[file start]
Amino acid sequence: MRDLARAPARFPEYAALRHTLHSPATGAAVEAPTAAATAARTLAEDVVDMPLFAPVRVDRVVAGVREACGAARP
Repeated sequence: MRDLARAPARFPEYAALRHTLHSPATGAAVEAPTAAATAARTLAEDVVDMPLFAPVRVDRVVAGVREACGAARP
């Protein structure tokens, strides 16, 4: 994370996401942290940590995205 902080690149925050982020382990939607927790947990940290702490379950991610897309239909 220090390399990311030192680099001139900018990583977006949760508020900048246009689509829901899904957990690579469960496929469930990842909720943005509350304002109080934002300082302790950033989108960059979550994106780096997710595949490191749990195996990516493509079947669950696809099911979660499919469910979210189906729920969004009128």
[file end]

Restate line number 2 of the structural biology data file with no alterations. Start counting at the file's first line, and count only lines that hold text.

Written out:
Repeated sequence: MRDLARAPARFPEYAALRHTLHSPATGAAVEAPTAAATAARTLAEDVVDMPLFAPVRVDRVVAGVREACGAARP